Optimization / Industrial Ethernet / Drives

User Input Drives Rockwell Automation Process Roadmap

PlantPAx Connects and Grows to Fill Its Role as a Plant-Wide System

By Paul Studebaker

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The flagship PlantPAx process automation system of Rockwell Automation is more than a distributed control system (DCS). With its myriad capabilities and access to the full portfolio of the company's power, safety, networking and programmable logic controller (PLC) products, it's part of an ever-evolving set of tools for connecting and controlling the enterprise.

The session, "PlantPAx and the Process Solutions Roadmap," at the Rockwell Automation Process Solutions User Group (PSUG) conference this week in Anaheim, California, highlighted recent additions and improvements, as well as plans for further enhancements in 2015.

"People too often think in terms of PLC versus DCS, to use the one here and the other there, when what they really want is plant-wide systems," said Kris Dornan, PlantPAx integration and characterization manager, Rockwell Automation. "We're not just a hardware supplier. We want to go beyond plant control to answer customer questions and meet their needs. They want to decrease time to market, increase automation productivity in design and operations, and adopt new system capabilities."

"We continue to invest in our modern DCS platform, making major strides to achieve our goal of providing the most highly distributed, cost-effective and performance-driven system on the market," said Jason Wright, PlantPAx system marketing manager, Rockwell Automation. "The extended capabilities further enhance the PlantPAx system, helping simplify design and integration, reduce risk, and streamline operations and engineering efficiency across a user's enterprise."

This year's new features are predominantly in batch management, virtualization, safety and integrated motor control.

FactoryTalk Batch 12 is intended to help users manage change and flexibility by handling the recipe approval process, which saves a lot of time for engineers who manage a lot of recipes. The updated software preserves and locks recipes from changes. Later, the recipe can be checked out as a work in progress and is automatically assigned a new version. The system automatically stores each version, allowing users to review their genealogy.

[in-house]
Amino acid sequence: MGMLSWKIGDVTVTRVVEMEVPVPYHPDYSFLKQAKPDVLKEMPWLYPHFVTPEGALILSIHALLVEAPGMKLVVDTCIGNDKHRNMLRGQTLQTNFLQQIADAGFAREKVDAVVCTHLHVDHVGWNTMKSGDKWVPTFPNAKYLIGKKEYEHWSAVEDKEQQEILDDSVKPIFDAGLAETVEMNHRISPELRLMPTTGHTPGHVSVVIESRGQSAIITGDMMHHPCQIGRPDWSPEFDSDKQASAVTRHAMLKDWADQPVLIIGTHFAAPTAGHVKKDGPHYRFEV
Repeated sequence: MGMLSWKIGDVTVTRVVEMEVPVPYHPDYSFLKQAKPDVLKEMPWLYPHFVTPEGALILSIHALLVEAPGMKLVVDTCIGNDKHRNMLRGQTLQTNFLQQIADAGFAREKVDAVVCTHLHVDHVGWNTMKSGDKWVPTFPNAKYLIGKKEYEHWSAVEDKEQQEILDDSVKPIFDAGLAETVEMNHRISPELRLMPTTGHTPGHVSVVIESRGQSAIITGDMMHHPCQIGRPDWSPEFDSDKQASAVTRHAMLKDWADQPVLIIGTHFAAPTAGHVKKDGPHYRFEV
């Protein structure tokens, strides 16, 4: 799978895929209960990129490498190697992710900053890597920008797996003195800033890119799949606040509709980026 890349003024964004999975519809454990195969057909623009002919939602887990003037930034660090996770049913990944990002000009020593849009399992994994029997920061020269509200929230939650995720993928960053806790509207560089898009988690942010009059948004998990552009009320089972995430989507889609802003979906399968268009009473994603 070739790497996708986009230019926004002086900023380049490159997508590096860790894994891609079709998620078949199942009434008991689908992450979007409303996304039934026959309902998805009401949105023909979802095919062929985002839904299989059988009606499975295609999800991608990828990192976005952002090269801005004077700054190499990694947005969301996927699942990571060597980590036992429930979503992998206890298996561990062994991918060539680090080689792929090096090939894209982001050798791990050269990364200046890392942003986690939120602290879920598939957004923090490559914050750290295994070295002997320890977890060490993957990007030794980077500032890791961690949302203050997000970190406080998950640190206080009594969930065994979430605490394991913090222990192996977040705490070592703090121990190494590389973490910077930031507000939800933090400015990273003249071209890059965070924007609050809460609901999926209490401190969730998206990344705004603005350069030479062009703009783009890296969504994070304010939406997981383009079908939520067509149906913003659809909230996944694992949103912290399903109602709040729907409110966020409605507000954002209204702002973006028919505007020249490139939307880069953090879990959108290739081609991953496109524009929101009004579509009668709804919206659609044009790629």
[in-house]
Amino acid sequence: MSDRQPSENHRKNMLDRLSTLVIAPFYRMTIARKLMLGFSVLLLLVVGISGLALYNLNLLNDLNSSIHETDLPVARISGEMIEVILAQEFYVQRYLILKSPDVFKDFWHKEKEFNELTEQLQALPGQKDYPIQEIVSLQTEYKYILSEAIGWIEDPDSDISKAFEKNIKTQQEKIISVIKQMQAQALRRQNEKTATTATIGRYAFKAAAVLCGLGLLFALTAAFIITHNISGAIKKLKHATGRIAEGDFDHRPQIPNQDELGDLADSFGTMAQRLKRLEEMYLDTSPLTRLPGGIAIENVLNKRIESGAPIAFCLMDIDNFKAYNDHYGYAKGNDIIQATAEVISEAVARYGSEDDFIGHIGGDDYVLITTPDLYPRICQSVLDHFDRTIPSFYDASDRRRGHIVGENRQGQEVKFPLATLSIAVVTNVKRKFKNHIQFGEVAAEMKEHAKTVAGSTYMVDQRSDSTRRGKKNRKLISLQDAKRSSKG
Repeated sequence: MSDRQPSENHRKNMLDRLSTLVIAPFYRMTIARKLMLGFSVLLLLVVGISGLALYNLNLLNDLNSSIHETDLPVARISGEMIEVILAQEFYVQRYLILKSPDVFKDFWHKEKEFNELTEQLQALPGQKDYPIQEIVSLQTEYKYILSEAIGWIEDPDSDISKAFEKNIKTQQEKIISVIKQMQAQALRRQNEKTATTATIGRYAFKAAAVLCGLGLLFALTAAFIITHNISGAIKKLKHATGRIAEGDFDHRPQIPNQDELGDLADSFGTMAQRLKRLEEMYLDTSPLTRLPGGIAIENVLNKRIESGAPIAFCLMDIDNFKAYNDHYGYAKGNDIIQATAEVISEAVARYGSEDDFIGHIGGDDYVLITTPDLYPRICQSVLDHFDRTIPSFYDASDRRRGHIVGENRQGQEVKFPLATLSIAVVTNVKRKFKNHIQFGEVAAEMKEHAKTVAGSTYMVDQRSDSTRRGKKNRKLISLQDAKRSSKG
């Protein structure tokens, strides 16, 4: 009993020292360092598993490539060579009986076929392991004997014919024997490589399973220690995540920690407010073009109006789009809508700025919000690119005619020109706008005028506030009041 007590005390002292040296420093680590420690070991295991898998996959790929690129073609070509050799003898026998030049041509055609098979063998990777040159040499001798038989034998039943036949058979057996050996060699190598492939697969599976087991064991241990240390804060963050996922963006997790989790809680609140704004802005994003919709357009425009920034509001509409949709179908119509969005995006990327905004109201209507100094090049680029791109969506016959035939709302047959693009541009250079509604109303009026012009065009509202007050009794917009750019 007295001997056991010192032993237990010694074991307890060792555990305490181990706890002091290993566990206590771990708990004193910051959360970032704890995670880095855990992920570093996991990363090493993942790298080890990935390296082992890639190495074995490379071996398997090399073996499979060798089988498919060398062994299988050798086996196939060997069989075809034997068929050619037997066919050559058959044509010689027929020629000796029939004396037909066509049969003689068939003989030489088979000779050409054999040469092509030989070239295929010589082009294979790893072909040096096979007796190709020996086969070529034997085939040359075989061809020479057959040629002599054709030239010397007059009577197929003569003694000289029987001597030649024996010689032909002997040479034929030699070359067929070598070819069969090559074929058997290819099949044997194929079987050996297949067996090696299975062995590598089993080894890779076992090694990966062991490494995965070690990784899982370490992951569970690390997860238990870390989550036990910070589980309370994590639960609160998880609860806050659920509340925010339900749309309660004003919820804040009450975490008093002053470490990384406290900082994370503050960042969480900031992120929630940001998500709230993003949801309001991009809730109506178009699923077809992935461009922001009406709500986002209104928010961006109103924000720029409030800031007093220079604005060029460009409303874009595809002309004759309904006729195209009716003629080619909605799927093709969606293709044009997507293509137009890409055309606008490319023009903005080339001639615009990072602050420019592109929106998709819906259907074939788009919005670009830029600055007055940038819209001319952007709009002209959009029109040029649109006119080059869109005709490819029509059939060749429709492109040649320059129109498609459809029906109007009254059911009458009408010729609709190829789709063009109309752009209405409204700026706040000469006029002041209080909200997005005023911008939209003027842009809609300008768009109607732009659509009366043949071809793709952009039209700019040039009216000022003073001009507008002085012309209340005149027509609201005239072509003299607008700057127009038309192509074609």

The batch system also provides additional protection from intellectual property theft. With security-authority binding, it helps protect recipes and equipment models. This extra layer of security helps ensure that important information is inaccessible for viewing, editing or executing by unauthorized users.

Rockwell Automation has also updated the PlantPAx batch and sequence manager to reduce engineering time by allowing users to configure sequences directly in the controller. Incorporating batch management and optimizing continuous sequencing, the batch and sequence manager is well-suited for both skid control and standalone process units, such as mixers, blenders and reactors.

For advanced control, an updated Pavilion8 model-predictive control makes it easier to visualize, tune and maintain models with a step-by-step tuning wizard, and PlantPAx MPC (model-predictive control) now can run a 10 x 10 linear model right inside the chassis for applications that don't justify a
server-driven solution.

Virtualization allows users to extend PlantPAx system lifecycle and improve availability. "We took the sizing guide and embedded it into the core documents, because virtualization is almost becoming the default mode," said Wright. "We expanded the templates for faster deployment and added ones for a historian server and an application server."

"Rockwell Automation has also released a new packaged safety instrumented system called OptiSIS," said Wright. "This is a SIL3-certified logic solver for a process safety solution that is easy to install, wire and configure with no programming required."